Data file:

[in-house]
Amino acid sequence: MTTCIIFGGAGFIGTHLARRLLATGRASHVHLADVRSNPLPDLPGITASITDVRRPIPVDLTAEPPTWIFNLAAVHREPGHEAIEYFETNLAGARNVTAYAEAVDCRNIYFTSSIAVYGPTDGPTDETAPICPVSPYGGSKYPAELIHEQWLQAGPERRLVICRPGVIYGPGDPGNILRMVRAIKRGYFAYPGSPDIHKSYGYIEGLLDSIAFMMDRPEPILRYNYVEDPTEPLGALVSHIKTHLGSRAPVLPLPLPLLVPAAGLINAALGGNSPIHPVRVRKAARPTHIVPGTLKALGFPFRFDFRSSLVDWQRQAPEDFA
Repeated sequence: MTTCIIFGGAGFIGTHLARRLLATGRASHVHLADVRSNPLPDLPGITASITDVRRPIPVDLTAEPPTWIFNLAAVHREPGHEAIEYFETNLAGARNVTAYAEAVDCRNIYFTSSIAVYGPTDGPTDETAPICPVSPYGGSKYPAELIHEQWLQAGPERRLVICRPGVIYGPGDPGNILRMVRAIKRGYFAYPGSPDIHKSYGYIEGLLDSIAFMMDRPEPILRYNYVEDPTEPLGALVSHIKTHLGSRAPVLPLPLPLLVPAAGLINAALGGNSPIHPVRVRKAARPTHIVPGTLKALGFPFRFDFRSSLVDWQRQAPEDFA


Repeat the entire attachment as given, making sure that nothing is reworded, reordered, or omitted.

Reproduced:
[in-house]
Amino acid sequence: MTTCIIFGGAGFIGTHLARRLLATGRASHVHLADVRSNPLPDLPGITASITDVRRPIPVDLTAEPPTWIFNLAAVHREPGHEAIEYFETNLAGARNVTAYAEAVDCRNIYFTSSIAVYGPTDGPTDETAPICPVSPYGGSKYPAELIHEQWLQAGPERRLVICRPGVIYGPGDPGNILRMVRAIKRGYFAYPGSPDIHKSYGYIEGLLDSIAFMMDRPEPILRYNYVEDPTEPLGALVSHIKTHLGSRAPVLPLPLPLLVPAAGLINAALGGNSPIHPVRVRKAARPTHIVPGTLKALGFPFRFDFRSSLVDWQRQAPEDFA
Repeated sequence: MTTCIIFGGAGFIGTHLARRLLATGRASHVHLADVRSNPLPDLPGITASITDVRRPIPVDLTAEPPTWIFNLAAVHREPGHEAIEYFETNLAGARNVTAYAEAVDCRNIYFTSSIAVYGPTDGPTDETAPICPVSPYGGSKYPAELIHEQWLQAGPERRLVICRPGVIYGPGDPGNILRMVRAIKRGYFAYPGSPDIHKSYGYIEGLLDSIAFMMDRPEPILRYNYVEDPTEPLGALVSHIKTHLGSRAPVLPLPLPLLVPAAGLINAALGGNSPIHPVRVRKAARPTHIVPGTLKALGFPFRFDFRSSLVDWQRQAPEDFA